Joined 06/27/2013

// Making games || Studying brains \\ Since 1404

5 Posts

Crescent Loom, the genre-shifted neuroscientific sequel to Starship Rubicon, has been launched on Steam Greenlight!

I depend on crowdfunding to make new games, so if you enjoyed Starship Rubicon and wanna see more neuroscience in games, head over to Greenlight show it some love!


<3 <3

Heya! So, I just launched the Kickstarter for my neuroscience Kerbal Space Program-meets-Spore underwater creature creator Crescent Loom!


And here's a pre-mortem I wrote last night where I talk a bit about the prep work I did in getting the campaign ready: http://wick.works/the-storm-before-the-storm/

I'm excited! I'm nervous! aaaaaaaaaI'd love to hear what you think!

After showing at the Portland Retro Gaming Expo, it became apparent that some of the bosses (I'm looking at you, Dodongo) still had a couple bugs. I took the opportunity to wrap those tweaks up with the bugfixes that I've done since Steamlaunch into a new patch.

I haven't done a boatload of testing with this version, but how bad could it be? You can opt into the "stable" branch if you would like to roll back to 2.12 for whatever reason.

I would like to hear what people think! Probably the most visible change is the doubling of the dialogue + portrait boxes. It was a little jarring for me, but there were enough people that couldn't read the text that I decided it necessitated a change (and thanks to pixel art, it'd have to be 2X). Plus, although it was designed to be somewhat ignorable, people were missing some important information. If this is abhorrent to you, let me know and I may put in a "small dialogue" option.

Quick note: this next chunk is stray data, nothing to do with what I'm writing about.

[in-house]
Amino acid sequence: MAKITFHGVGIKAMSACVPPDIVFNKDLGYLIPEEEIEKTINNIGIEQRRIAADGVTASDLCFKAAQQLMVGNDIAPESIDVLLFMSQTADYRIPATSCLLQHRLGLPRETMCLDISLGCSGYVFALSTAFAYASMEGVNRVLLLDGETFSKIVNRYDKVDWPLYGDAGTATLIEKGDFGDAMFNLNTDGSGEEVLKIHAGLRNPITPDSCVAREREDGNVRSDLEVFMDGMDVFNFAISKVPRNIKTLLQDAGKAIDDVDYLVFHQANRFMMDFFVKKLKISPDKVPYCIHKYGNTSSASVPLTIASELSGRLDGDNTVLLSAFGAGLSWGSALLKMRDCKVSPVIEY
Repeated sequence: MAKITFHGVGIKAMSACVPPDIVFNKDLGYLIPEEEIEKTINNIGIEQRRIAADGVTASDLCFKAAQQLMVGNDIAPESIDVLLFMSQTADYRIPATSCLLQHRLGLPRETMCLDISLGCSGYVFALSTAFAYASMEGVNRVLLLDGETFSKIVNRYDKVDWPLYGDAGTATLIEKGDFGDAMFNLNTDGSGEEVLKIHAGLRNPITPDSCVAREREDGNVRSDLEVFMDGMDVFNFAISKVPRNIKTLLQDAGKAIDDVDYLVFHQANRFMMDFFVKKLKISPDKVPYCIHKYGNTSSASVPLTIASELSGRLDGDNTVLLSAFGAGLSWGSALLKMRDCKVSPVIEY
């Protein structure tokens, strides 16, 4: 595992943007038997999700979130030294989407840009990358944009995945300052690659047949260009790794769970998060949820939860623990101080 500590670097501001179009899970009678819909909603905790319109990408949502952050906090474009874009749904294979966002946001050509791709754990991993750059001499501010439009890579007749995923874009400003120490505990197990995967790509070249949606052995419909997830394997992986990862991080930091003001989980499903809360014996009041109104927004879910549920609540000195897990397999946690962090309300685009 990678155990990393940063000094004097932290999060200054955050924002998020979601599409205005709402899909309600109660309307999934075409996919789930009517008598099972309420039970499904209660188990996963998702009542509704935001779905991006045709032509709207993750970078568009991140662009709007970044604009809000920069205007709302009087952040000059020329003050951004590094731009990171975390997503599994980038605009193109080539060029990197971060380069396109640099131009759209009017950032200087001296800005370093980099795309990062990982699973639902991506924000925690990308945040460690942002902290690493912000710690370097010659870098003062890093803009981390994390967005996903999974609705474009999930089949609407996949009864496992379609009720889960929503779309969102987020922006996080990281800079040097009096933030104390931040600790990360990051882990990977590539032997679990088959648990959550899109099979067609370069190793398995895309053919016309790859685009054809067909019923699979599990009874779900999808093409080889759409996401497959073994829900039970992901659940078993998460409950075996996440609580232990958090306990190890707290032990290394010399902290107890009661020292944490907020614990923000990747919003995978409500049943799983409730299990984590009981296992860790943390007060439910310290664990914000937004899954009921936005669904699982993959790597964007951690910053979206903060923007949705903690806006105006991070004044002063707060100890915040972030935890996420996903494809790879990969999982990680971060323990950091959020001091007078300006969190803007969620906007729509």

Fly true, my friends.
- Wick

P.S. There is now an unlockable cameo ship from Hard Lander, which was made by my friend Nic Biondi who I've shown at a ton of conventions with. http://soulareus.com/


# bigger dialogue box/text
# edge scrolling in starmap (ability key to re-center self)
# hard lander cameo!
# databank dropped by bosses, not given at start
# improved bulwark boss -- bigger, less damage, more knockback
# improved dodongo boss -- bombs do damage more consistently, it sits in the middle of a gravity well to make hitting him easier but more dangerous, minion summon tweaks
# option to force it to use OpenGL graphics.
# added ability to set arbitrary FPS in options file (semi-unsupported, I think it can do some strange things to gameplay)
# alt-enter switches to windowed

# beam turrets turn slower
# tweaked unlock costs and information
# allies aren't auto-repaired for the final battle
# pakiceph : bigger, front armour, no shield!